A lot of people are opining on this lawsuit without even knowing what the lawsuit is about. The patent in question (US7579839) basically says:
"A metal detector with a switched-voltage transmitter (basically all multifrequency designs) with synchronous demodulators (basically all metal detectors) whereby the user can change frequencies."
The Legend likely infringes this patent, but then so does the Garrett Apex, XP Deus II, White's V3. and probably models from AKA and Rutus. A question comes to mind: why sue NM and not the others? Possibly because NM has made a significant dent in Minelab sales, possibly because they are perceived as being an easier target, or possibly this is a warm-up for the other companies.
The V3 is an interesting case because it would be the first detector to infringe this patent -- the DFX did not, nor did the Fisher CZ, as neither had selectable frequencies. Yet Minelab did not sue White's; they did not even send a cease-&-desist letter (the normal step before filing a lawsuit), I was there at the time. Patent '839 was filed during the development of the V3 and that was in the days of "first to invent" rules, meaning that if White's could show they knew of the concept before the patent was filed, they would be in the clear. And, indeed, that was the case; I recall a development document written by Mark Rowan that predates the patent. If Garrett inherited this document then they can probably fend off a lawsuit as well.
Other companies (like NM) may not be so lucky. If they choose to fight the suit they will have to directly challenge the patent, which ain't easy or cheap. But there's loads of prior art to look at, not only metal detectors but eddy flaw detectors, vending machines, and even slot machines. You'd be surprised at what's been patented that uses the exact same technology as hobby detectors. And then there is the question as to whether '839 even rises to patentability based on whether there was an inventive step or lack of obviousness. And I think that last one would be a winner, as synchronous demodulation that follows the frequency selection has been around for decades. But it may be cheaper for NM to simply agree to a licensing deal with Minelab, especially since the patent expires in 2 years.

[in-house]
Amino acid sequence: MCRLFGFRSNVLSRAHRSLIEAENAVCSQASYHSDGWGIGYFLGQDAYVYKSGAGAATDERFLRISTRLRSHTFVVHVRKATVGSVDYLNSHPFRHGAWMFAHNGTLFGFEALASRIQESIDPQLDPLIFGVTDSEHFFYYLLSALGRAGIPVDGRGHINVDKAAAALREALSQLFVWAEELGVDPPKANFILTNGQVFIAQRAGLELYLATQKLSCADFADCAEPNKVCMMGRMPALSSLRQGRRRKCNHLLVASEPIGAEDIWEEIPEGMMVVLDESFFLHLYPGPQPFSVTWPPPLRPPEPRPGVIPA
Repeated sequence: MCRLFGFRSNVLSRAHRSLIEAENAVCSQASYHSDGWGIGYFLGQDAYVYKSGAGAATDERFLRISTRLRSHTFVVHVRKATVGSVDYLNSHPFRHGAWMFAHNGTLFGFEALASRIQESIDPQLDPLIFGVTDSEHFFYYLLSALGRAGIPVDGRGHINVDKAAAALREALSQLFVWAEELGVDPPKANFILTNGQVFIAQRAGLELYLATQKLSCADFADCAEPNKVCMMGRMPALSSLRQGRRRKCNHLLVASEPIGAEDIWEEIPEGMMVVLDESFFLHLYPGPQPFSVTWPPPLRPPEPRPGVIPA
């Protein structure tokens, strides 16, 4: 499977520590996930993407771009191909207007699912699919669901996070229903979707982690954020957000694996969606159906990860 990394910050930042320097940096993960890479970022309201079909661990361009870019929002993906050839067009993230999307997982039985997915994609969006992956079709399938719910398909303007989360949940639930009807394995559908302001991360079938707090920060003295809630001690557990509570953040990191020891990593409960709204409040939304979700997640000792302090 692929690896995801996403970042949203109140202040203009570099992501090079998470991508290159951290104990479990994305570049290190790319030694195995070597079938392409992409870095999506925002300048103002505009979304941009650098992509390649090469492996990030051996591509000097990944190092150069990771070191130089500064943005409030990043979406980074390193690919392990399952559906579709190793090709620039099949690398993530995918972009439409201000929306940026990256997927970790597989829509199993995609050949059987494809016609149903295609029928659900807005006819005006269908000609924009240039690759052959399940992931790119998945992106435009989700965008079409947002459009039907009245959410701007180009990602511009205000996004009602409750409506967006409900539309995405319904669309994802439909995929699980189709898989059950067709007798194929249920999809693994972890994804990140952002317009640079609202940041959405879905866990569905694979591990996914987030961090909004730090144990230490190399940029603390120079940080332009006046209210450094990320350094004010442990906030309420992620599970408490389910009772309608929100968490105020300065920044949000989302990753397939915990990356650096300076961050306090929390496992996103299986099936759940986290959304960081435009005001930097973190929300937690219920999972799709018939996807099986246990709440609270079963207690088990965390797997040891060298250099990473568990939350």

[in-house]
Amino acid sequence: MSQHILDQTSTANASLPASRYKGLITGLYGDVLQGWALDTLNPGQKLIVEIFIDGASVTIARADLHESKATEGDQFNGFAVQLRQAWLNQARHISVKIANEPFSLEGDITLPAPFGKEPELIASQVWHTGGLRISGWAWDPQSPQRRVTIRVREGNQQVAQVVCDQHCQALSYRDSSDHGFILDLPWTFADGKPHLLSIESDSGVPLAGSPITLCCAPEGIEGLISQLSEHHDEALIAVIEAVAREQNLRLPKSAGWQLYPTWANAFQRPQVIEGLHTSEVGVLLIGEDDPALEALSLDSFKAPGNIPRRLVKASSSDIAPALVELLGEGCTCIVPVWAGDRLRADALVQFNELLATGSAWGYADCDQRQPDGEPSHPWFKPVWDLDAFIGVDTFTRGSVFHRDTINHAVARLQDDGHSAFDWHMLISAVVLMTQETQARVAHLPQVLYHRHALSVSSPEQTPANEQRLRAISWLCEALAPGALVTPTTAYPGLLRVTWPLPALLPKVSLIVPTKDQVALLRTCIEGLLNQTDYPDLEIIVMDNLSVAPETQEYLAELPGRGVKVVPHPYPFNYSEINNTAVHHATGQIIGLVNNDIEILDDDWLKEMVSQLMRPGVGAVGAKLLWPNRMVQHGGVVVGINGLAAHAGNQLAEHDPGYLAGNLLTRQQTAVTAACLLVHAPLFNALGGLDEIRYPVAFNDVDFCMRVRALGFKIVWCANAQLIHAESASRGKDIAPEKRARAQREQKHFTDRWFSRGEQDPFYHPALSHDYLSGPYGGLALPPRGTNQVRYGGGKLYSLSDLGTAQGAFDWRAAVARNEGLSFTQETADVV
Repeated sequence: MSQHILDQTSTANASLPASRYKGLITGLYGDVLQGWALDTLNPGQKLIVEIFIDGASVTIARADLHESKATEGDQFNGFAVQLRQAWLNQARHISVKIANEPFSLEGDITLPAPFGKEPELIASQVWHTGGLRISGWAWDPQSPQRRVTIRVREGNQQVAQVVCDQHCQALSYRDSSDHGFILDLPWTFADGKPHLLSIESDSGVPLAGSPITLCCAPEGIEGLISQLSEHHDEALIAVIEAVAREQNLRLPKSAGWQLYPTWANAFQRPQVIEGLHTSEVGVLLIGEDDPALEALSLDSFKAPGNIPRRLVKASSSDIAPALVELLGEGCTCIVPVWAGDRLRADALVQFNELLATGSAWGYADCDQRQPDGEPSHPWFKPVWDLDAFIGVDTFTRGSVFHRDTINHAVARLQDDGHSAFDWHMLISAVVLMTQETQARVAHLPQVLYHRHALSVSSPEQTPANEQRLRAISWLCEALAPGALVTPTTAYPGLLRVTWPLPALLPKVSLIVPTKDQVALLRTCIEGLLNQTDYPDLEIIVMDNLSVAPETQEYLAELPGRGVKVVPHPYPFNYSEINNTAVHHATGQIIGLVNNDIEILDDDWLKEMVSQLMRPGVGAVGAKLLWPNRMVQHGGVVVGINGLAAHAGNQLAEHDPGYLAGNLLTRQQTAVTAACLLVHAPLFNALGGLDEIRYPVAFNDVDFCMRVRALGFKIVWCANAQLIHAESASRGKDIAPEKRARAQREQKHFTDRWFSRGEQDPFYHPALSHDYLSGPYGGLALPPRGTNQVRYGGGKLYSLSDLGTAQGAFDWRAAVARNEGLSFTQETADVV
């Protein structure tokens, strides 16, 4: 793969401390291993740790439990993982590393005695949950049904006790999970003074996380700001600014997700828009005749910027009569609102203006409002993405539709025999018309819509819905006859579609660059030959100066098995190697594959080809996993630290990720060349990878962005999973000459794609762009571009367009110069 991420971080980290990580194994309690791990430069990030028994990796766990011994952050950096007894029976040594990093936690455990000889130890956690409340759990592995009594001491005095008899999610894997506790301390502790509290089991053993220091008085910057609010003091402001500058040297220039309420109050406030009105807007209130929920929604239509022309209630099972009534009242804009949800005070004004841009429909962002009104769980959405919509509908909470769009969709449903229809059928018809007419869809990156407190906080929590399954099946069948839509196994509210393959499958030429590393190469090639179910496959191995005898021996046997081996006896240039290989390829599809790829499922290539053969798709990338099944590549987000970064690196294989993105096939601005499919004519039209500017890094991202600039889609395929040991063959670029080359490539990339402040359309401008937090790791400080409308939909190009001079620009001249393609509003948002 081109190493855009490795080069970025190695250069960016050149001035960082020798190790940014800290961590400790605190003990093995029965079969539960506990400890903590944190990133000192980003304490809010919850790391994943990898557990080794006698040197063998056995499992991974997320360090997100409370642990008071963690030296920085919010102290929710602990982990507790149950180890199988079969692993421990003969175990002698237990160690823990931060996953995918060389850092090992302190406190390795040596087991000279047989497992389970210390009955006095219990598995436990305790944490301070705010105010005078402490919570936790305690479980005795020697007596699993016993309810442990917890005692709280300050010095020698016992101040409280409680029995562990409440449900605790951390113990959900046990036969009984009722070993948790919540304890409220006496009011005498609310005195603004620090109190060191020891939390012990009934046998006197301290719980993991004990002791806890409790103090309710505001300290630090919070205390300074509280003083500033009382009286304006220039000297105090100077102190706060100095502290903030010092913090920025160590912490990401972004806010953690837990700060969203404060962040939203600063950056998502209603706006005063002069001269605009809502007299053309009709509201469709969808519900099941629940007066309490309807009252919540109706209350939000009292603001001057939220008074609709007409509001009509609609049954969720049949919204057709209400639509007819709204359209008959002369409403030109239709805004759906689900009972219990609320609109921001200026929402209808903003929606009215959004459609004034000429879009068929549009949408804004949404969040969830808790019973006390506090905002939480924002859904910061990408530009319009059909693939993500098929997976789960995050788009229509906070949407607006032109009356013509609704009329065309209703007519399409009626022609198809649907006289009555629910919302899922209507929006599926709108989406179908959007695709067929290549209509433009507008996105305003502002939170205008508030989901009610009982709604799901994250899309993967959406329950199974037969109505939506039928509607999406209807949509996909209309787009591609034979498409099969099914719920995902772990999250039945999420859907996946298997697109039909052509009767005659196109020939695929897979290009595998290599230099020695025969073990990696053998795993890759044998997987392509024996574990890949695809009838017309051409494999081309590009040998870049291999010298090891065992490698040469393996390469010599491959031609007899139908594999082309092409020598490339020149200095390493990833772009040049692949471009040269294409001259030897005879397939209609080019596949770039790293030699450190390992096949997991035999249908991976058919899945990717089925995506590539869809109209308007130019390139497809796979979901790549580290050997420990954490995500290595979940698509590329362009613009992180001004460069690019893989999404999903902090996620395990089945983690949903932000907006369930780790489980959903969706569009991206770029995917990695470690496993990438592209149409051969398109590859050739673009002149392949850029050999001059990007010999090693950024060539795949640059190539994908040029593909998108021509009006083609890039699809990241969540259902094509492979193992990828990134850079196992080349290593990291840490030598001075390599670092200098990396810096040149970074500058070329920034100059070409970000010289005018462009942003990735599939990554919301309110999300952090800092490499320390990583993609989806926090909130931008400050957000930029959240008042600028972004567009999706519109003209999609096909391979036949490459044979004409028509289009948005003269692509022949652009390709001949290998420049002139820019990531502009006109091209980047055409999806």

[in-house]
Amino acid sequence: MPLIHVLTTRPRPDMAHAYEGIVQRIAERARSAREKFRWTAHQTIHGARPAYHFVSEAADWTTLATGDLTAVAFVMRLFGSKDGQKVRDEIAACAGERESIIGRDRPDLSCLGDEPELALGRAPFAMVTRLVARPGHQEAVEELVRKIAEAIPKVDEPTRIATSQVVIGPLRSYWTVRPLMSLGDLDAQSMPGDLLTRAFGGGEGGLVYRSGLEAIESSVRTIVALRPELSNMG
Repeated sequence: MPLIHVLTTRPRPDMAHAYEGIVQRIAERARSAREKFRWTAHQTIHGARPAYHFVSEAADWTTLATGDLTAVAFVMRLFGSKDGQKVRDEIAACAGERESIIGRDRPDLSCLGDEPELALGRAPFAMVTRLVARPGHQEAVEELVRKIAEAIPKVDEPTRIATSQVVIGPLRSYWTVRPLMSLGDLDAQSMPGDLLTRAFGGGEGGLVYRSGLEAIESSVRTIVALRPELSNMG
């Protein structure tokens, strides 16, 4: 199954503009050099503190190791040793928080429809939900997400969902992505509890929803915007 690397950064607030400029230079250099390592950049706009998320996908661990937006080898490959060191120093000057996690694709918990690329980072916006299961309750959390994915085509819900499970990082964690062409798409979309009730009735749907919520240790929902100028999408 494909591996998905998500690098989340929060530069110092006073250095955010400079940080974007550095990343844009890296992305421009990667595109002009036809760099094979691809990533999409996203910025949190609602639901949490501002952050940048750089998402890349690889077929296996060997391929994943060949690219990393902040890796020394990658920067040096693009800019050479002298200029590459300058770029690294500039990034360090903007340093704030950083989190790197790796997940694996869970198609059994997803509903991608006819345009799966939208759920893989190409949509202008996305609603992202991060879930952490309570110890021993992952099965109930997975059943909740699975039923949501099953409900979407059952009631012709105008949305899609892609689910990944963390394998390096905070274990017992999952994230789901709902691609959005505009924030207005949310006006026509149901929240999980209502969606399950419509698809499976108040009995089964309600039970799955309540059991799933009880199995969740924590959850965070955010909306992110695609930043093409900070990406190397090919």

- Minelab has been fairly successful in lawsuits, and they now have a boatload of patents to pick from. Some are really good patents, some are really weak.
- Two of the successes came on patent US7310586 (the use of wireless technology in metal detectors) vs White's & XP. It's one of those patents that should have never gotten by the examiner based on obviousness. This is a key problem with the US patent office: examiners who have no idea what they are looking at. It's why prescription drugs cost so much.
- I don't recall that Minelab sued Fisher. The story I heard is they sent a cease-&-desist letter to Fisher, and Fisher replied with evidence that the CZ did not infringe. Minelab went away, no lawsuit.
- The Legend is not a copy of the Equinox. It may imitate the Equinox in many ways but that's been the story of hobby detectors since 1960. All of the Equinox's secrets are in software and NM engineers had to figure out a lot of things in order to get even close to an Equinox. The fact that they did so well in their inaugural MF release is simply incredible.
- Fisher did not invent the concept of MF, neither did Minelab. There is a Westinghouse MF patent from 1972, and another one even earlier than that (don't recall it offhand).
- I don't recall that White's & Garrett sued each other over VLF motion disc, which was invented by George Payne while he was at Bounty Hunter.
- White's sued Payne when he left to create Teknetics, and they lost on a technicality: they failed to have Payne sign a second no-compete agreement when he was re-hired from Bounty Hunter.
- About 2/3rds of Minelab's revenue is from metal detection, and about half of that is from hobby & gold. So, no, it's not a sideline.